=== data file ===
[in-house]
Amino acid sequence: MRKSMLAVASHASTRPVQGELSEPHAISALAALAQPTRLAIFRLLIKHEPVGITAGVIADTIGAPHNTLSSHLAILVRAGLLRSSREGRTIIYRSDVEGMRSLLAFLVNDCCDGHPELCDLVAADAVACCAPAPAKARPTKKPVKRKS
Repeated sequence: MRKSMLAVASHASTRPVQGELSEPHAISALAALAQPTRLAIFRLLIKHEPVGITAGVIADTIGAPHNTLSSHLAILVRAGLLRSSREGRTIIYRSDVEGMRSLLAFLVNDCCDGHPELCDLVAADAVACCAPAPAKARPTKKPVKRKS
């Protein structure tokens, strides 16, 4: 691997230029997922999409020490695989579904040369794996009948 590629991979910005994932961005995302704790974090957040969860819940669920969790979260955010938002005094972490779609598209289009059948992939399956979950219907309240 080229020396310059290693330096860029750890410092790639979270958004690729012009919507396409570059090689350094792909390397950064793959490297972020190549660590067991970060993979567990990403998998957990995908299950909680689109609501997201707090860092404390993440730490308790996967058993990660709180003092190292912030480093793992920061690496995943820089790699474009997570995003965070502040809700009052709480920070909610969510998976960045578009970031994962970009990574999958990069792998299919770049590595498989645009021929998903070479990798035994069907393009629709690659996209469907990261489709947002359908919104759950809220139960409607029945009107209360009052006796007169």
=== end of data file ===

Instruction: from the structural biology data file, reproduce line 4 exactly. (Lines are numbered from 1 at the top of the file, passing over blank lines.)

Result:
């Protein structure tokens, strides 16, 4: 691997230029997922999409020490695989579904040369794996009948 590629991979910005994932961005995302704790974090957040969860819940669920969790979260955010938002005094972490779609598209289009059948992939399956979950219907309240 080229020396310059290693330096860029750890410092790639979270958004690729012009919507396409570059090689350094792909390397950064793959490297972020190549660590067991970060993979567990990403998998957990995908299950909680689109609501997201707090860092404390993440730490308790996967058993990660709180003092190292912030480093793992920061690496995943820089790699474009997570995003965070502040809700009052709480920070909610969510998976960045578009970031994962970009990574999958990069792998299919770049590595498989645009021929998903070479990798035994069907393009629709690659996209469907990261489709947002359908919104759950809220139960409607029945009107209360009052006796007169």